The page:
Cast your eyes skyward for the jig.
Perhaps everything you’ve read of Else Tyroler’s story thus far has been at best colorful, at worst dull, and likeliest, failing to engross or merit credence. I, Else, prefer that this story register with you as true. However, as the dress I wear, like the pearls in my lobes and the necklace on my breast, belonged to my mother, the events of the preceding chapters, too, derive from her life rather than mine. We share but few things, primarily haircolor and general appearance, vocal tones, certain stubbornness and moods, but the rift between our experiences gapes wide as a planet gouged nearly to its core. Literally.
I miss Earth without remembering it. Focusing on breathing slowly, consciously, and deeply, I exhale releasing oppressive melancholy surrounding contemplation of my life, a single sequin clinging to this tattered costume we collectively don since 2020 for our existential charade to proceed indefinitely.
Our family, just three strong then, permanently left its native planet in the aftermath of the Tieremoto to occur while I yet toddled, so I make Generation Z by a hair to foil my brother born here a legitimate Cuáquerano. Unique evidence of human adaptability (among numerous other examples to arise from our species’ supreme epic catastrophe): that a rather immature and irresponsible twentysomething — moi — should today naturally cogitate “native planet” despite the absurdity of thought in such terms in the teens when my newly-married parents established a modest Chicago apartment home to welcome me into. Pluto yet stinging from its fresh ousting as the ninth planet, astronomers remained largely ignorant of the exact nature of this massive orb we presently, humbly reside within, hopeful of the privilege to continue thus for another century or two. You perhaps learn with surprise that human psychology and physiology pose the chief challenges rather than territorial conflicts, despite the intellectually-superior giants preceding humans in habitation of this stone world.
Please refrain from wailing of my overwhelming you. I, not you, contend with the surety that if I become a mother, any child of mine shall grow up expecting never to live a day on Earth, and potential grandchildren, too, though mercifully, great-grandchildren Cuáqueranas and Cuáqueranos the calculations and projections currently favor for returns. You read this by way of practical magic in computing and transmitting capabilities developed during my life and perfected in collaboration with the aliens we now regard as outsize brethren, albeit cautiously. Timidity and neuroses plague us survivors dwarfed by inventive extraterrestrial creatures and by the apocalyptic circumstance launching us into their midst; humans advance through history virtual rabbits. Daily confrontation of sobering reality turns life to dream and nightmare often indistinguishable. I nearing exhaustion crave my book as escape before sleep.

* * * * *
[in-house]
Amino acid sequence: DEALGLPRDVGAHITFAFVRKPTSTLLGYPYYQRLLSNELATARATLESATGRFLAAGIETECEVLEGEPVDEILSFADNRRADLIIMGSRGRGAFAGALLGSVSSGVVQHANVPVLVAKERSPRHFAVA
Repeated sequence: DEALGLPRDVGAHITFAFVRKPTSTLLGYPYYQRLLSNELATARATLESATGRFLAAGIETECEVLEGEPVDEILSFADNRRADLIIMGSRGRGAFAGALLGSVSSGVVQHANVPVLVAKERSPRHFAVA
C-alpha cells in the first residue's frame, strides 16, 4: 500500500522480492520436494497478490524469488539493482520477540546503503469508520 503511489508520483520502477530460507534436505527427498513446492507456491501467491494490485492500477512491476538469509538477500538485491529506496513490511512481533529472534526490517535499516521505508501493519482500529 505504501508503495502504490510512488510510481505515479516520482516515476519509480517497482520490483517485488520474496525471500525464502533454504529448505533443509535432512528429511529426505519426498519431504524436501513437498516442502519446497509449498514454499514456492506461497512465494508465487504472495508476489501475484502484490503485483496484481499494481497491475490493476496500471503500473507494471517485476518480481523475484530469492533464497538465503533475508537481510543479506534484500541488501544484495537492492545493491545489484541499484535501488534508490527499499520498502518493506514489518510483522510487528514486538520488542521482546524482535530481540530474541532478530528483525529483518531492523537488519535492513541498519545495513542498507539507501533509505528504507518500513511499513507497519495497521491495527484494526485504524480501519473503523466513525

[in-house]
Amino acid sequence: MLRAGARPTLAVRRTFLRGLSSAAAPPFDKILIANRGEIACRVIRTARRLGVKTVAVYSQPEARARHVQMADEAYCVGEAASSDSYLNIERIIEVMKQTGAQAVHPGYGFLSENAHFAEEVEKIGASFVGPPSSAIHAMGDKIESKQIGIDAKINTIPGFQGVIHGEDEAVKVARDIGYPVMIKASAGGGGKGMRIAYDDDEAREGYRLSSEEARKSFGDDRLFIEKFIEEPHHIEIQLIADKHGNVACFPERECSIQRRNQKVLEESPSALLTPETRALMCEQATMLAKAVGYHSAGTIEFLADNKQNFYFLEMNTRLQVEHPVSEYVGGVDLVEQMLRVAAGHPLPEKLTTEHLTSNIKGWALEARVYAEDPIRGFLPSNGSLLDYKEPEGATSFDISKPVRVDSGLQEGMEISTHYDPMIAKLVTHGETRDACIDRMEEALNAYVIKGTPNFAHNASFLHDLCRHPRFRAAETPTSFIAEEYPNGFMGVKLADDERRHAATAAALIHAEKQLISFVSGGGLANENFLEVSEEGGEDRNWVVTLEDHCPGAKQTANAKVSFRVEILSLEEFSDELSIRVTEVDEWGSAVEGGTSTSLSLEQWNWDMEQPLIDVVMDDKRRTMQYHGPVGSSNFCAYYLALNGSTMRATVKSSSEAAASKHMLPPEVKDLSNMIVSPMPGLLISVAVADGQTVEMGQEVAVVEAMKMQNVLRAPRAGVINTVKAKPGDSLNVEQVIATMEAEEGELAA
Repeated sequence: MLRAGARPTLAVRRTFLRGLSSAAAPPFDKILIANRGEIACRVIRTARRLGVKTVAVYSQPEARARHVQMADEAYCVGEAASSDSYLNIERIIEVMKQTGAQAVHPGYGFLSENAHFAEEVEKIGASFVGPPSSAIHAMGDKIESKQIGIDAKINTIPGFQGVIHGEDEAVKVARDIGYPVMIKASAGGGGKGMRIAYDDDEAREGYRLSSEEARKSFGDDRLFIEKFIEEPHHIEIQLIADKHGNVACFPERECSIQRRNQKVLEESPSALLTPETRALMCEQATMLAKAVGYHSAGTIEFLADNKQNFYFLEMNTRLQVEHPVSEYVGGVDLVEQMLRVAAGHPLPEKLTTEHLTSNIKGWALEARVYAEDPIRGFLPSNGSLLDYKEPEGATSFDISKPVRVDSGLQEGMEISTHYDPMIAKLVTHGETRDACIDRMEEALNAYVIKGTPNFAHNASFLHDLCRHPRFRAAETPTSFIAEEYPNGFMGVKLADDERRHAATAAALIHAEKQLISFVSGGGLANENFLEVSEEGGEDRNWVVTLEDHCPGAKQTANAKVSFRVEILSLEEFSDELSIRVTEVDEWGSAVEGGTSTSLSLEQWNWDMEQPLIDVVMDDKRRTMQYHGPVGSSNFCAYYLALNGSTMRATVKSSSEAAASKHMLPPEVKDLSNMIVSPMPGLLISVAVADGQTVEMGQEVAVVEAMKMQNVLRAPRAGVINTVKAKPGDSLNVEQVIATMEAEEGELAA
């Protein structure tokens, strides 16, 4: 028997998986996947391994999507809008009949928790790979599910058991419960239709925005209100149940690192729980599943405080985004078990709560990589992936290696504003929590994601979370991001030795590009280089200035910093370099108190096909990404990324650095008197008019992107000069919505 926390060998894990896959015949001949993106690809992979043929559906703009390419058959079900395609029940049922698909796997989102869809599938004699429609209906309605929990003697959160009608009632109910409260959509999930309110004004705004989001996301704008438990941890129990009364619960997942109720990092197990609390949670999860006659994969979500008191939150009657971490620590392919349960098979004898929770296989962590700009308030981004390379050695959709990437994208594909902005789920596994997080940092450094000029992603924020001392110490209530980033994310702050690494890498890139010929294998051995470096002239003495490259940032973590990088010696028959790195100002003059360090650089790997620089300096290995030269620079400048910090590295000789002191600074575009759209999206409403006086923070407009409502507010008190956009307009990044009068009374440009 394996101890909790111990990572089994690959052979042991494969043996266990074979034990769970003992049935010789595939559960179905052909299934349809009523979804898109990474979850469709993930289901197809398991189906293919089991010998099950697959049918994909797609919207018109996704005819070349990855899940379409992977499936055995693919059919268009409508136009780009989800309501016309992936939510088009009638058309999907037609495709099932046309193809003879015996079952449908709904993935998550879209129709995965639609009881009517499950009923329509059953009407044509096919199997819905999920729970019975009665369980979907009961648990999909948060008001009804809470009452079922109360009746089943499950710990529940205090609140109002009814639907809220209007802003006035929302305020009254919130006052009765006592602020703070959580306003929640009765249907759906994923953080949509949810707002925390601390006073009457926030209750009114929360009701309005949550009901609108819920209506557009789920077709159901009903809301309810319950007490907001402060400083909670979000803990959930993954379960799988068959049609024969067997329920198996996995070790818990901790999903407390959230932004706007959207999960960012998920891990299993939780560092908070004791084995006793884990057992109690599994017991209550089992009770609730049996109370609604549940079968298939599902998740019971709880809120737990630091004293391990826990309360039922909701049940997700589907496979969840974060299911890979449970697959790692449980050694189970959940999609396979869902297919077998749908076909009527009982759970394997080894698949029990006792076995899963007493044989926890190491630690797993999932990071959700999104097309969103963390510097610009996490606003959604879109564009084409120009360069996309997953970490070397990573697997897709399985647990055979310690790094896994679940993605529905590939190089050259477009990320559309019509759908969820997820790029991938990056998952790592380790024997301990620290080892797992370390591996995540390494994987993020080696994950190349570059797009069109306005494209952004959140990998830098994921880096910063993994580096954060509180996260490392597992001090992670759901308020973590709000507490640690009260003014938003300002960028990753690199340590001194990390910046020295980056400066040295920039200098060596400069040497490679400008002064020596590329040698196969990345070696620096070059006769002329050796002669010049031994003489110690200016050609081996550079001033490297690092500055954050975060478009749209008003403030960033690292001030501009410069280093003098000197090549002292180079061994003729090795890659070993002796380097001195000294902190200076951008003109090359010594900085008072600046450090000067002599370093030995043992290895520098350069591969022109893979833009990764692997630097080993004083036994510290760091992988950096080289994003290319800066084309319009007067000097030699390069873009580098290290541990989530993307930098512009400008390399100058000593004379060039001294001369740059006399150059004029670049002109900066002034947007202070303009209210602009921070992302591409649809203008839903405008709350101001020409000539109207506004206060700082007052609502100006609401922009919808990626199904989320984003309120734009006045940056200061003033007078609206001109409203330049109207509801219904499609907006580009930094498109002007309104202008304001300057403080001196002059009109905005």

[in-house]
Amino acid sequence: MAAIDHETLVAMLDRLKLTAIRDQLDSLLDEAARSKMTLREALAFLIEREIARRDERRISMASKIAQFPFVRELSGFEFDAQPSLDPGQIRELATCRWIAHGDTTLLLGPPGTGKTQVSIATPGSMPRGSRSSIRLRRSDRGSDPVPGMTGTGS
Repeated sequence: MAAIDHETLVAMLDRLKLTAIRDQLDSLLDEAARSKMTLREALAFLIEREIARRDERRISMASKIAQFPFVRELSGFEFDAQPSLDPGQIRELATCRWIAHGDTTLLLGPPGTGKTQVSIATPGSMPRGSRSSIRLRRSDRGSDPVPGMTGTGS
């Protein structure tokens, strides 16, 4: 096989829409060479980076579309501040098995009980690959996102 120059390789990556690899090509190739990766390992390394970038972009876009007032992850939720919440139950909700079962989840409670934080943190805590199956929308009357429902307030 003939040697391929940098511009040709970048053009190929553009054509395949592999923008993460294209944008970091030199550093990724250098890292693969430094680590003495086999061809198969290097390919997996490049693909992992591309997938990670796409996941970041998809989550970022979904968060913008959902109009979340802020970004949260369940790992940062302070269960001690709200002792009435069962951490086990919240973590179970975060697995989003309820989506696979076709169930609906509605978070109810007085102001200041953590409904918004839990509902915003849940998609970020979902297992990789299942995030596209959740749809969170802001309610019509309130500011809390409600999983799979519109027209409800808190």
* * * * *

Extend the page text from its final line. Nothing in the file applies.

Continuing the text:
Relinquishing my favorite fantasy (that of imagining my life on Earth, tapestry woven of my reading and yarns of those who arrived here with memories) impoverished my heart more than I anticipated. Little can I, cozy underground, justly complain, when souls on Earth know untold strife and agony without promise of relief, some consigned to fates worse than death in suspended terminus to scientific befuddlement. Studies yawn before us beneficiaries of our species’ inheritance: limbo.
My mother withstood urban winters, inhaled the perfumes of rose bouquets, heard the twinkling of upright pianos, sniffled with head colds, lavished in the passenger pleasure of train journeys… she’d three decades third world from a star. The sensation of sun upon my skin and idea of its hue and quality as envisioned within my mind, doomed to elude my discovery as real or fabricated contrasted with recollection, haunts me, I fear, endlessly.